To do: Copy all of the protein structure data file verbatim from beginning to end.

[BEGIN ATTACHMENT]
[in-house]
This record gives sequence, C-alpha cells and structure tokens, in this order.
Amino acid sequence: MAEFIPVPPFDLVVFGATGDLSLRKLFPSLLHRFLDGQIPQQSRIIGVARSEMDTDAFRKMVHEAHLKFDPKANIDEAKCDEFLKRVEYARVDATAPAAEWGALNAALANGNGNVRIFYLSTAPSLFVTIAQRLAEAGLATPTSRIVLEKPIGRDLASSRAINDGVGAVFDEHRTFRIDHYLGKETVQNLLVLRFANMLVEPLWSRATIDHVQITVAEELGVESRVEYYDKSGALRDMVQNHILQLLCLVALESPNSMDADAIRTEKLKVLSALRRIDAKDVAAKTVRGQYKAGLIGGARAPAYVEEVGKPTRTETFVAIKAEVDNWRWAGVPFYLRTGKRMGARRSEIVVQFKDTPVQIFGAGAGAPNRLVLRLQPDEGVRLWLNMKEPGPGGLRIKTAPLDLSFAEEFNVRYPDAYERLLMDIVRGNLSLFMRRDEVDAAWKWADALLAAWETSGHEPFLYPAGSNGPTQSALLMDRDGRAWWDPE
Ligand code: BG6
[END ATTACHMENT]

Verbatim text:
[in-house]
This record gives sequence, C-alpha cells and structure tokens, in this order.
Amino acid sequence: MAEFIPVPPFDLVVFGATGDLSLRKLFPSLLHRFLDGQIPQQSRIIGVARSEMDTDAFRKMVHEAHLKFDPKANIDEAKCDEFLKRVEYARVDATAPAAEWGALNAALANGNGNVRIFYLSTAPSLFVTIAQRLAEAGLATPTSRIVLEKPIGRDLASSRAINDGVGAVFDEHRTFRIDHYLGKETVQNLLVLRFANMLVEPLWSRATIDHVQITVAEELGVESRVEYYDKSGALRDMVQNHILQLLCLVALESPNSMDADAIRTEKLKVLSALRRIDAKDVAAKTVRGQYKAGLIGGARAPAYVEEVGKPTRTETFVAIKAEVDNWRWAGVPFYLRTGKRMGARRSEIVVQFKDTPVQIFGAGAGAPNRLVLRLQPDEGVRLWLNMKEPGPGGLRIKTAPLDLSFAEEFNVRYPDAYERLLMDIVRGNLSLFMRRDEVDAAWKWADALLAAWETSGHEPFLYPAGSNGPTQSALLMDRDGRAWWDPE
Ligand code: BG6